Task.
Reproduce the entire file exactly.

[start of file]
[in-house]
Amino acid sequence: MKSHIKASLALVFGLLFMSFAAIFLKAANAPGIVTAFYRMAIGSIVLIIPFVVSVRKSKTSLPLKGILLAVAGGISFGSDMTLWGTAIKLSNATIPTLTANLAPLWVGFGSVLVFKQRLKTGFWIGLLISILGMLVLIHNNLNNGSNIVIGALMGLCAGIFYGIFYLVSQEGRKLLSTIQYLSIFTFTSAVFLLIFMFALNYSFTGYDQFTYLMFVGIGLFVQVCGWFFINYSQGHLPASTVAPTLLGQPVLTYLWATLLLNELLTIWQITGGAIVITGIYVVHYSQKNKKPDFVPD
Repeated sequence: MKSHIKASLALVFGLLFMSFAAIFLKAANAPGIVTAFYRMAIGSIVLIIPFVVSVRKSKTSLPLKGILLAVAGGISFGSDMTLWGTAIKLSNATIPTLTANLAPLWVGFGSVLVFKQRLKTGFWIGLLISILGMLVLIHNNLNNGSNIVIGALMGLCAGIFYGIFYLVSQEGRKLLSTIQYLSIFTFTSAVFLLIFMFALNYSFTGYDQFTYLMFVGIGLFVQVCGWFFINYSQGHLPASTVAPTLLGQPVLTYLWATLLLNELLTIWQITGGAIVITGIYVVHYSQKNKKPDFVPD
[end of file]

[in-house]
Amino acid sequence: MKSHIKASLALVFGLLFMSFAAIFLKAANAPGIVTAFYRMAIGSIVLIIPFVVSVRKSKTSLPLKGILLAVAGGISFGSDMTLWGTAIKLSNATIPTLTANLAPLWVGFGSVLVFKQRLKTGFWIGLLISILGMLVLIHNNLNNGSNIVIGALMGLCAGIFYGIFYLVSQEGRKLLSTIQYLSIFTFTSAVFLLIFMFALNYSFTGYDQFTYLMFVGIGLFVQVCGWFFINYSQGHLPASTVAPTLLGQPVLTYLWATLLLNELLTIWQITGGAIVITGIYVVHYSQKNKKPDFVPD
Repeated sequence: MKSHIKASLALVFGLLFMSFAAIFLKAANAPGIVTAFYRMAIGSIVLIIPFVVSVRKSKTSLPLKGILLAVAGGISFGSDMTLWGTAIKLSNATIPTLTANLAPLWVGFGSVLVFKQRLKTGFWIGLLISILGMLVLIHNNLNNGSNIVIGALMGLCAGIFYGIFYLVSQEGRKLLSTIQYLSIFTFTSAVFLLIFMFALNYSFTGYDQFTYLMFVGIGLFVQVCGWFFINYSQGHLPASTVAPTLLGQPVLTYLWATLLLNELLTIWQITGGAIVITGIYVVHYSQKNKKPDFVPD